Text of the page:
Cooler heads prevail: Welcome to Wednesday, dear readers, midpoint of another warm workweek – good news from the weather desk, though, which promises this latest heatwave breaks today. Stay tuned.
Twice as nice: It’s Aug. 26 out there, a big one for our many readers in Namibia, where’s it’s both Herero Day (a gathering of the Herero people to honor historical chieftains) and the unrelated Heroes’ Day (marking the 1966 start of the southwestern African nation’s nearly 30-year war for independence).
Ratification certification: Here in the States, it’s Women’s Equity Day, which commemorates the Aug. 26, 1920, certification (not ratification, there’s a difference) of the Nineteenth Amendment, the culmination of the decades-long women’s suffrage movement.
Spot on: And they don’t just call them the “dog days,” folks … Aug. 26 is literally National Dog Day.
Choose your weapons: On this date in 1346, King Edward III’s English invaders massacred French defenders in Normandy during the Hundred Years War’s pivotal Battle of Crecy.
In black and white: Connecticut inventor Charles Thurber patented the nation’s first working printing press on this date in 1843.
Other U.S. patents issued on Aug. 26 include one in 1930 for designer Philo Farnsworth, who turned on the first electric television system.
Meet me in St. Louis: Kindergarten became a thing – at least, in this country – on Aug. 26, 1873, when German immigrants started the first U.S. kindergarten in Missouri.
Something to Cro about: An almost perfectly preserved Cro-Magnon man skeleton was discovered in southwest France by teams working for famous Swiss paleontologist Otto Hauser on this date in 1909.
SportsCenter is next: And Major League Baseball’s first-ever television broadcast filled the airwaves on Aug. 26, 1939, when station W2XBS – later WNBC-TV – showed the Cincinnati Reds playing the Brooklyn Dodgers at Ebbets Field.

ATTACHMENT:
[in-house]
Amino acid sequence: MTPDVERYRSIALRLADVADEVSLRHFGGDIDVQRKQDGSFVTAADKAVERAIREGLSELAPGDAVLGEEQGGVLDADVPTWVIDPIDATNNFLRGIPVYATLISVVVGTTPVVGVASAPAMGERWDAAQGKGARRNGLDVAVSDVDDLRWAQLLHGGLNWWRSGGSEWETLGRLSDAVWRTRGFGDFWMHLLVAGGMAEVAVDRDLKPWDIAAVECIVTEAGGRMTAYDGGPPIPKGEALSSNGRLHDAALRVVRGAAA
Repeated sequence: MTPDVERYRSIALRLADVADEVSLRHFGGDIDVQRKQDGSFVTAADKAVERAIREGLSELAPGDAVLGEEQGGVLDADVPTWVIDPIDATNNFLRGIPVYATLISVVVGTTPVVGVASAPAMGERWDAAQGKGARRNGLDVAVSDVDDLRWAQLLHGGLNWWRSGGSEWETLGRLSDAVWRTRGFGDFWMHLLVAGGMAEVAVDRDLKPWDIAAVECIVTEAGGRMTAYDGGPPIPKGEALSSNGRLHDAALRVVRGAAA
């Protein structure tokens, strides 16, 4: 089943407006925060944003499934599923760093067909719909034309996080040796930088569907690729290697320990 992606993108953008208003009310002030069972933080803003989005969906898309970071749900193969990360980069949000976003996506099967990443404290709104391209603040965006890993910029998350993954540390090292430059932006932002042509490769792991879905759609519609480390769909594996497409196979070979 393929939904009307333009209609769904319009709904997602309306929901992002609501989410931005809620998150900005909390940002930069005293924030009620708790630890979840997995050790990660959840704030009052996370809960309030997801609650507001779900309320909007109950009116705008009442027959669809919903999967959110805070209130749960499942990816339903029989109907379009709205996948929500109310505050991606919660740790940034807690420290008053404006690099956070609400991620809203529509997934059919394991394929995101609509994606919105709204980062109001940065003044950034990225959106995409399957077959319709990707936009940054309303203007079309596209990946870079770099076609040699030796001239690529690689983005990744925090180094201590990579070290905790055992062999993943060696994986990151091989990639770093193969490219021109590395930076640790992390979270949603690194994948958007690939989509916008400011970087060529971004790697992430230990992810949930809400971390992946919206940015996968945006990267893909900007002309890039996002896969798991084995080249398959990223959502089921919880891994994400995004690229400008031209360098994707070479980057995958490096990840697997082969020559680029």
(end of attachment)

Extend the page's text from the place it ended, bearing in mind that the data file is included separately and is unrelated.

For those keeping score, there were two stationary cameras and the legendary Red Barber at the mic.
The mother of all Teresas: Anjezë Gonxhe Bojaxhiu (1910-1997), the Albanian-Indian Roman Catholic nun and missionary known best as Mother Teresa, would have been 110 years old today.
Also born on Aug. 26 were French chemist Antoine-Laurent Lavoisier (1743-1794), the “father of modern chemistry”; innovative American farmer Stephen McCormick (1784-1875), who did for planting season what cousin Cyrus McCormick (and his mechanical reaper) did for the harvest; Polish-American medical researcher Albert Sabin (1906-1993), best known for developing the oral polio vaccine; and reality-questioning American theoretical physicist Edward Witten (born 1951), who knows all about supersymmetric quantum fields and stuff.
What we know: And take a bow, Marcus du Sautoy – the British mathematician, Oxford University Simonyi Professor for the Public Understanding of Science and author of many popular science books turns 55 today.
Give the big brains, the 20th Century’s biggest heart and all the other Aug. 26 innovators your best at email@example.com. Quantum theories also accepted, along with story tips and calendar events, please and thank you.
About our sponsor: Northwell Health is New York’s largest healthcare provider and private employer, with 23 hospitals, 750 outpatient facilities and 70,000-plus employees. We’re making research breakthroughs at the Feinstein Institutes and training the next generation of medical professionals at the Zucker School of Medicine at Hofstra/Northwell and the Hofstra Northwell School of Graduate Nursing and Physician Assistant Studies. Visit Northwell.edu.
BUT FIRST, THIS
China’s syndrome: Global decarbonization is impossible unless China changes its environmental ways – and a new poli-sci study with a strong Stony Brook University foundation has mapped out a strategy to help the world’s largest coal producer (and consumer) kick the habit.
That’s the gist of “Enabling a Rapid and Just Transition Away From Coal in China,” a study published this month by science-focused social-environmental platform One Earth. Gang He, an assistant professor in SBU’s Department of Technology and Society, led a nine-member international team through the research effort, which determined that China must transition away from coal for its own environmental health (and the sake of its human population) and to help the world achieve global decarbonization metrics. The “perspective paper” also proposes a four-step “integrated political-socio-economic approach” factoring in ecological concerns and the economic security of millions now working in China’s coal-related industries.